Letter from the Editor — 16 September 2016

There are few things as delicious for me as bread. Warm, fresh bread. With real butter. If on top of it all the bread is a ciabatta with large holes in the risen dough – then my whole family is lost. I always feel a little guilty when I get excited about bread as bread is a big taboo these days. Bread with sugar. Addictive habits. Comfort food.
I crept into the house on Friday afternoon with a ciabatta under my arm. Forgetting about Tim Noakes for a while. The bread was still a little warm. I even considered hiding the bread in my cupboard to eat alone over the weekend but my conscience and fear of larger hips made me decide against it. So on Friday night the three of us feasted on ciabatta with olive oil, balsamic vinegar and parsley pesto washed down with a wonderful Shiraz.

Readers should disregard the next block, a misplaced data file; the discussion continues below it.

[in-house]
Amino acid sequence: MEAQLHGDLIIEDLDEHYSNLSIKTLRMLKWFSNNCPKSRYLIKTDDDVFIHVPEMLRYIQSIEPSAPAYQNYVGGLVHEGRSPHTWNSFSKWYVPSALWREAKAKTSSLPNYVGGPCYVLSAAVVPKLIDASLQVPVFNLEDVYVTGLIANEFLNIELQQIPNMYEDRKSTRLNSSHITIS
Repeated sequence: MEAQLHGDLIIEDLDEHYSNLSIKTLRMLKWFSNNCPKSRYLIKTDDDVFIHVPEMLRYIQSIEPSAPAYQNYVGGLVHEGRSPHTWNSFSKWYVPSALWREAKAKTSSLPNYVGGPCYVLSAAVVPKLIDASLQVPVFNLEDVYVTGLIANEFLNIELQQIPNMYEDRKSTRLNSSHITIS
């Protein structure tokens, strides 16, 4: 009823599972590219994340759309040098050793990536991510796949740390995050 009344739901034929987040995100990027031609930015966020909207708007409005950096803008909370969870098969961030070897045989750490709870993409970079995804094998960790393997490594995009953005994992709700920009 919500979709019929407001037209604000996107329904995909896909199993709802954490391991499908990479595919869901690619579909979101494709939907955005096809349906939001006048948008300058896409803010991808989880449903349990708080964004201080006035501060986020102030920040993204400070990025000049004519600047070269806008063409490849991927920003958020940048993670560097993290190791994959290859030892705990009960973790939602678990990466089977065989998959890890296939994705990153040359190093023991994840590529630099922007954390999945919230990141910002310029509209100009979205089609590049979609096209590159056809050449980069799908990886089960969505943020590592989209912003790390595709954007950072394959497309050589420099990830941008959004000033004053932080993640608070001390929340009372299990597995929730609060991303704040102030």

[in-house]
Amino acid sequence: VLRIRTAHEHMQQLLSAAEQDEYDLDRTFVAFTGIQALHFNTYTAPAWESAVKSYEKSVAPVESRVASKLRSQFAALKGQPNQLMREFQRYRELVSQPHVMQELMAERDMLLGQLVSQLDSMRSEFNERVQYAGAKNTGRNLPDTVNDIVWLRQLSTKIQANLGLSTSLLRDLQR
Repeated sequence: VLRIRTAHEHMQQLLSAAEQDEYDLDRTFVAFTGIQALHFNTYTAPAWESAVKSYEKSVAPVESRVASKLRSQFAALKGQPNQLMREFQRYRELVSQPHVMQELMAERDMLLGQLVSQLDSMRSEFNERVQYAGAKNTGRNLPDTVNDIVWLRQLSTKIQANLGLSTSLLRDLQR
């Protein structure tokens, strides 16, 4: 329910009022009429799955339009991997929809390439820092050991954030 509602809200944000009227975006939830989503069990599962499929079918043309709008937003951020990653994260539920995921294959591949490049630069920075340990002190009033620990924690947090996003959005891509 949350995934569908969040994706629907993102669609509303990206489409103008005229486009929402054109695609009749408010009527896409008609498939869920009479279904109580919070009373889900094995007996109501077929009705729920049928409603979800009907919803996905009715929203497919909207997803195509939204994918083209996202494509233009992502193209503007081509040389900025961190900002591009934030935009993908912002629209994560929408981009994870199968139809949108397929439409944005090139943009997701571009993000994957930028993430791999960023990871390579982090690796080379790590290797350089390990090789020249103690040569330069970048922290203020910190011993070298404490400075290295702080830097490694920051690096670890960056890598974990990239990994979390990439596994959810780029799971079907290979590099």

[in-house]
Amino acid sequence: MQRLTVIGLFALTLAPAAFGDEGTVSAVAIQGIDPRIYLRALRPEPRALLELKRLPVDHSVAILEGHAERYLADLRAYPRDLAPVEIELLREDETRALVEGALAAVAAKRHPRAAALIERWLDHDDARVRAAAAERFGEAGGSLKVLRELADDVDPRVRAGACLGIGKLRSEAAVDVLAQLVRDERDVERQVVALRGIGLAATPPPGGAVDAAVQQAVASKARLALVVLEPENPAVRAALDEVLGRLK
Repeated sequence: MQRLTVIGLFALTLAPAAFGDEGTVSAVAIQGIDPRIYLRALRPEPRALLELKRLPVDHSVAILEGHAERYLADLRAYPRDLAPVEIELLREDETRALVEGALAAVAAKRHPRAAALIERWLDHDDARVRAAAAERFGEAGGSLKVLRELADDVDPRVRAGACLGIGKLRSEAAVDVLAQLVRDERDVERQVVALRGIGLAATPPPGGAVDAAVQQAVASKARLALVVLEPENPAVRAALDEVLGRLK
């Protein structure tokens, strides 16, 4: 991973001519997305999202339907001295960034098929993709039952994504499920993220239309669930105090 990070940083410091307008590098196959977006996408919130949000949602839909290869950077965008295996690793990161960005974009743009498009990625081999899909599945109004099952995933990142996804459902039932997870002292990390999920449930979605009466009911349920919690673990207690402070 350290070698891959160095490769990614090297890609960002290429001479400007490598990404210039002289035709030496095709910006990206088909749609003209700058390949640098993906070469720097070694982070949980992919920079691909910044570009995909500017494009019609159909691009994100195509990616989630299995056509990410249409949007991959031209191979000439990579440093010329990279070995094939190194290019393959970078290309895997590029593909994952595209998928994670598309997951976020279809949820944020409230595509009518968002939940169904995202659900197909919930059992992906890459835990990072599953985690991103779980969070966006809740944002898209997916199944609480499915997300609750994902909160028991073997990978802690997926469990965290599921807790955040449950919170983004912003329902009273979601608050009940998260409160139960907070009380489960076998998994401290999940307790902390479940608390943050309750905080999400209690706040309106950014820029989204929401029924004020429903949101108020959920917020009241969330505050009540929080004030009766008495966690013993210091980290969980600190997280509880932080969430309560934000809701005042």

Decadent and delicious. I am sharing this decadence as I spoke face to face with the man behind the bread. And after that decided that one sin in seven days is just what one needs to remember that life is too short to worry about the pro’s and con’s of a ciabatta. (Sorry Tim)
Johann Young’s journey to 100 breads per week was a journey of self-discovery and the realisation that something as simple as bread can be turned into a feast. Please read about the baking pastor and his delightful bread on page 6.
But what is a week without strikes and rebellion? And naturally over money. I was amazed when I arrived at the Ellisras District hospital on Tuesday morning to be met by empty passages and no patients. The staff were on strike over bonuses that had not been paid out. They threw their shoes at me as I tried to question them about their grievances and take a photograph. And at TVET? There the students were striking because their bursaries did not pay them out for food, accommodation, tuition fees, transport. Etcetera. We are still trying to ascertain exactly what is going on there.
Since when has it been taken for granted that one just gets money or does the problem perhaps lie with the fact that agreements are not met? Nevertheless, it keeps the news interesting.
— Leoni

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